Flatlander Faith

Apologetics from an Anabaptist perspective

Tag Archives: subjunctive mood

You don’t know what you don’t know

There’s a deep meaning in that short statement, but if you’ve never heard it before it probably sounds like childish babbling. Let me unpack it for you. What this statement tells me is that if I don’t know something, I don’t even know that there is a gap in my knowledge.

Like the time when I was learning French grammar and we got to the subjunctive mood. It made no sense to me, there is nothing like it in English but it seemed terribly important in French. My head hurt for weeks as I struggled to grasp the significance of this foreign way of speech. One day the fog and the cobwebs disappeared from my brain, at least from one little corner of my brain, and I understood the subjunctive mood.

And I realized that it was not foreign to English. I’d been hearing it, reading it, using it most of my life since I learned to speak, without knowing it. Every tine I said “Have a good day,” or “If I were in your shoes,” I was using the subjunctive. The Bible is stuffed with examples, from the third verse of the Bible when God said “Let there be light,” to the Lord’s prayer, which begins with “hallowed be thy name, thy kingdom come, thy will be done.” It is a means of expressing a wish. Back in Genesis, whenever God expressed a wish it instantly became reality.

There is a difference in the way dogs and cats communicate. When a dog wags his tail, he’s saying “Let’s be friends.” When a cat’s tail makes similar motions, she is getting ready to pounce on something. Therein lies the potential of a lifelong crisis of communication.

Even a simple word like college can be the source of miscommunication. When people in the US speak of a college education, they mean what we in Canada call a university education. In Canada a college provides post-secondary vocational or general education that does not lead to a degree. And in France, where the word originated, college is middle school, coming between elementary school and the lycée, or high school.

In our own country we assume that everyone else has the same set of references for understanding words, gestures and actions that we do. When people of a different background react to our words or actions in unexpected ways, we tend to think they are a bit daft. They probably think the same of us.

Most likely the real problem is that we don’t know that we don’t know. If we can open our minds to that thought, we can receive new information to stretch our minds and make us better able to understand other people.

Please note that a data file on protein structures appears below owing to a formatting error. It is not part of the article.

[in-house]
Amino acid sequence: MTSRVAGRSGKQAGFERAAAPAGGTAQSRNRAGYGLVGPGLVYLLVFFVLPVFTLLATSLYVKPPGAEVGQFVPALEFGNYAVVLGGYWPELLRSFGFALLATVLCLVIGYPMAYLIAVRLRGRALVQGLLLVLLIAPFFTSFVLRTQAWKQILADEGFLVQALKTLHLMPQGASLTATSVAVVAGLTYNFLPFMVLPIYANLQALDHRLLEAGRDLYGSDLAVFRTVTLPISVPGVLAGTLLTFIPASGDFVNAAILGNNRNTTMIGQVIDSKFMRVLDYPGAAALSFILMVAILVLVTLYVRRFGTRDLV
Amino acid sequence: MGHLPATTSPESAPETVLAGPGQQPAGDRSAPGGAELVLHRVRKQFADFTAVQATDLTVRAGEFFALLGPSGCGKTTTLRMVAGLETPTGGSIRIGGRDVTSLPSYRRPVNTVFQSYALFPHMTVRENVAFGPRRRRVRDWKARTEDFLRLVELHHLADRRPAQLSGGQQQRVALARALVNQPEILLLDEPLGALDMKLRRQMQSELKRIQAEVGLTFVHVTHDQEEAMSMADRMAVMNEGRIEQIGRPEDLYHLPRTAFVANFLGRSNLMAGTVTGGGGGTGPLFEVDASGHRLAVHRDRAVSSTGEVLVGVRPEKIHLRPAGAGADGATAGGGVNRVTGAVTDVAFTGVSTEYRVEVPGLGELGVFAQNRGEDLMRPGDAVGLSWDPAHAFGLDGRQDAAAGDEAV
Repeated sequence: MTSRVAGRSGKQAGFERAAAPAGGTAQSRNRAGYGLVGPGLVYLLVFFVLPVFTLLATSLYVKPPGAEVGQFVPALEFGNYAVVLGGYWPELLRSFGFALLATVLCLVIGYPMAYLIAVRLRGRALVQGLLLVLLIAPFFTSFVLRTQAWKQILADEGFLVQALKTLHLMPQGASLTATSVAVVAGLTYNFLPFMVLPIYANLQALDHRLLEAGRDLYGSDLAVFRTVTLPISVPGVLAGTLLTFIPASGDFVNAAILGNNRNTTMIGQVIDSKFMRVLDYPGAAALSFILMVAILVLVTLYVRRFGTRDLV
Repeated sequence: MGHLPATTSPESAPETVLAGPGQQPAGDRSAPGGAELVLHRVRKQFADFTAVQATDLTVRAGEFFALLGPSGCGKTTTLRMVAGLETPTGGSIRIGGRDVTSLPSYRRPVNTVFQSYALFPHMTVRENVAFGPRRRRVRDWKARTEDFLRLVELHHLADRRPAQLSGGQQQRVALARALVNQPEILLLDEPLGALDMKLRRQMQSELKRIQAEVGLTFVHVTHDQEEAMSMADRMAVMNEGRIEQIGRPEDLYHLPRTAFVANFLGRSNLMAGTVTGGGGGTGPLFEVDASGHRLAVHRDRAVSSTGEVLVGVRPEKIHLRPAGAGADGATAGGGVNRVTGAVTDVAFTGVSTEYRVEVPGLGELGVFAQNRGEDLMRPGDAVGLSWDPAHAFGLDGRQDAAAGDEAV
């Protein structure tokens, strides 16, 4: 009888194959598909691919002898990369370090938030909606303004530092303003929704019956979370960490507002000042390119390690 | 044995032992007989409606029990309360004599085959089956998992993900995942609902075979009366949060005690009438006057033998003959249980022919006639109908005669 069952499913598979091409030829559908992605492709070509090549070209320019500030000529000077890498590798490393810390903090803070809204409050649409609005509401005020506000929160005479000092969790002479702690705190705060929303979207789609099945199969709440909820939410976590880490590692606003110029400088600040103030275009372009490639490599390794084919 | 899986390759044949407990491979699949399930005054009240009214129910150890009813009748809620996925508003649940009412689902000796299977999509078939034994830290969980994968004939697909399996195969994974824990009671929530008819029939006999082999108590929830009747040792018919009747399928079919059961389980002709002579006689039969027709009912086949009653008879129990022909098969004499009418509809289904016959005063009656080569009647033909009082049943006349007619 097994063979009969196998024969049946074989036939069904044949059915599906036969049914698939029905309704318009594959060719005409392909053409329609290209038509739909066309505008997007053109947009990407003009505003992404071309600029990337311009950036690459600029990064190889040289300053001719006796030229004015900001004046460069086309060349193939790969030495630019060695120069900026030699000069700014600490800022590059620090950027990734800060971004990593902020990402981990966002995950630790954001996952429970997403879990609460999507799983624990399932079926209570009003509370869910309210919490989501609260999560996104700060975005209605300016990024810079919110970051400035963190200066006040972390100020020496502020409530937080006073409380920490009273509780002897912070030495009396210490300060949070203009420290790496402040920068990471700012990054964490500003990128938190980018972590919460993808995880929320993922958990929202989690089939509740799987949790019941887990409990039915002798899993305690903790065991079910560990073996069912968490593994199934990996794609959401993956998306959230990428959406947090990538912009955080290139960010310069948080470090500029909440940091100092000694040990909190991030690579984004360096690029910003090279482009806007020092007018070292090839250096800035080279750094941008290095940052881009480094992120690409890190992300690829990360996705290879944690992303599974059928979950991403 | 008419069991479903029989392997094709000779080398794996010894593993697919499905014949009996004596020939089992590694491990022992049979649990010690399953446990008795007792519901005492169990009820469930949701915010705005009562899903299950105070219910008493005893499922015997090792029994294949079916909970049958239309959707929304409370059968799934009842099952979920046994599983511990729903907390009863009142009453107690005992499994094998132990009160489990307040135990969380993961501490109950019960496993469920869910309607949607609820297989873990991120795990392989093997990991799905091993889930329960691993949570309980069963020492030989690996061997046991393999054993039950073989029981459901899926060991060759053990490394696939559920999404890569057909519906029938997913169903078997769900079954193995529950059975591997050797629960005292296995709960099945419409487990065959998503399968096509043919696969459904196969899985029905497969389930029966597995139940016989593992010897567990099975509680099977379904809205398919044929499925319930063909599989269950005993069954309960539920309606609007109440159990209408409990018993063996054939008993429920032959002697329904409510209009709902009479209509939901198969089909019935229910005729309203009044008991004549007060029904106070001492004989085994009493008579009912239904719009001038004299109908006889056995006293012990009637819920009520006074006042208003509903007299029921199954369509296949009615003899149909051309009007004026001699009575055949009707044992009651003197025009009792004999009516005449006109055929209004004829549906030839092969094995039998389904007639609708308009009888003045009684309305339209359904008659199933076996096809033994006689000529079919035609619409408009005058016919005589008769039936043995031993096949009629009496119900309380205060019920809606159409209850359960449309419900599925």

Peace and joy in the subjunctive mood

God Rest Ye Merry Gentlemen, is one of the oldest English Christmas carols, going back at least 500 years.  Not many people sing it today because of scruples about “Ye Merry Gentlemen.”  Those words conjure up a picture of old English gentlemen at their ease, their merriment fuelled by great flagons of wine.

Except that is not what the words mean.  For starters, there should be a comma between “Merry” and “Gentlemen.”  I left it out in the first paragraph for the sake of making the point that most people are not aware that it is there.

One of the gifts my wife received this Christmas was a book recounting the histories of popular English Christmas songs.  In telling the history of God Rest Ye Merry, the writer spends much time expounding on the original meanings of rest and merry (peace and joy), he even mentions the comma, yet completely misses the fact that these words are in the subjunctive mood.  The writer is American, I would like to think that an English writer (i.e., one from England) would have done better, but I’m not sure if they teach grammar any better than Americans do.

Finding a grammar book that has much to say about the subjunctive mood is difficult.  Mostly they say that it doesn’t really exist in English anymore.  Yet it does; the text book writers are just trying to weasel out of trying to explain it.

So I am going to bravely attempt to go where the text book writers dare not go.  First off, let’s deal with that word “mood.”  It has nothing to do with a person’s emotional state; if it were written “mode,” as it is in French, and should be in English, we wouldn’t have nearly as much trouble understanding it.  The indicative mood describes actions that are really happening, have happened or will happen.  The subjunctive mood describes actions that one wishes would happen.  It deals with possibility and non-reality – not in the sense of fantasy, but in the sense that we don’t know if the thing spoken of is happening or will happen.

Phrases in the subjunctive mood usually begin with “may” or “let,” though sometimes these words are omitted.  When we say to someone, “(May) God bless you,” we are not stating that we know it to be a fact that God is blessing, or will bless, the person to whom we are speaking, we are saying that we wish for it to be so.  Likewise, all the common greetings in English are in the subjunctive mood: Happy Birthday; Merry Christmas; Happy New Year; hello; good-bye.  Good-bye is a contraction of “(May) God be with ye,” in which the subjunctive construction is clear.

The subjunctive mood is often used in prayers.  Commanding God to do what we wish is not proper, but expressing our desires for our own needs and the needs of others is entirely appropriate.  The Lord’s Prayer begins with three subjunctive phrases: “hallowed be thy name, thy kingdom come, thy will be done.”